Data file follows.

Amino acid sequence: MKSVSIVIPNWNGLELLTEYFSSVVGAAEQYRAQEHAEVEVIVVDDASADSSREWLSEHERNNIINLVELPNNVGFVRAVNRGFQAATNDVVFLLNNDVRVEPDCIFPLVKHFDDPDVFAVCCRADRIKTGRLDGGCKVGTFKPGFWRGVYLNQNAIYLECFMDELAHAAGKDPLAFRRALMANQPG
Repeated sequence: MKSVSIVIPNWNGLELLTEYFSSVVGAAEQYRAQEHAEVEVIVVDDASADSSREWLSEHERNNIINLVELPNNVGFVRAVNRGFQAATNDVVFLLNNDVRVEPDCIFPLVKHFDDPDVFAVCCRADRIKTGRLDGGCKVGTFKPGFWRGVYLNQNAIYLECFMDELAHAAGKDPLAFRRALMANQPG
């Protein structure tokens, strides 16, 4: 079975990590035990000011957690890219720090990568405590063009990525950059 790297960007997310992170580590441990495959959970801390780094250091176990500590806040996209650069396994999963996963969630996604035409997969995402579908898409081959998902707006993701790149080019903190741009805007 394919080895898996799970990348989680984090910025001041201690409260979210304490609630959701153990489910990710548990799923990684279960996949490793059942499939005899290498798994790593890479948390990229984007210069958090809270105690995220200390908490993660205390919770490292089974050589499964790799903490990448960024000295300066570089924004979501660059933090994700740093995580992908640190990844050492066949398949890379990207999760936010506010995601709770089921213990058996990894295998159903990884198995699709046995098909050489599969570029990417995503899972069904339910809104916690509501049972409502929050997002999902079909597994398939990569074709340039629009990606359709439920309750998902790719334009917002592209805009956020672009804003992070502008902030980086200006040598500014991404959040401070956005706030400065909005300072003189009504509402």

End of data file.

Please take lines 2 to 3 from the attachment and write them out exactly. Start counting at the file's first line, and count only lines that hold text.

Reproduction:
Repeated sequence: MKSVSIVIPNWNGLELLTEYFSSVVGAAEQYRAQEHAEVEVIVVDDASADSSREWLSEHERNNIINLVELPNNVGFVRAVNRGFQAATNDVVFLLNNDVRVEPDCIFPLVKHFDDPDVFAVCCRADRIKTGRLDGGCKVGTFKPGFWRGVYLNQNAIYLECFMDELAHAAGKDPLAFRRALMANQPG
């Protein structure tokens, strides 16, 4: 079975990590035990000011957690890219720090990568405590063009990525950059 790297960007997310992170580590441990495959959970801390780094250091176990500590806040996209650069396994999963996963969630996604035409997969995402579908898409081959998902707006993701790149080019903190741009805007 394919080895898996799970990348989680984090910025001041201690409260979210304490609630959701153990489910990710548990799923990684279960996949490793059942499939005899290498798994790593890479948390990229984007210069958090809270105690995220200390908490993660205390919770490292089974050589499964790799903490990448960024000295300066570089924004979501660059933090994700740093995580992908640190990844050492066949398949890379990207999760936010506010995601709770089921213990058996990894295998159903990884198995699709046995098909050489599969570029990417995503899972069904339910809104916690509501049972409502929050997002999902079909597994398939990569074709340039629009990606359709439920309750998902790719334009917002592209805009956020672009804003992070502008902030980086200006040598500014991404959040401070956005706030400065909005300072003189009504509402």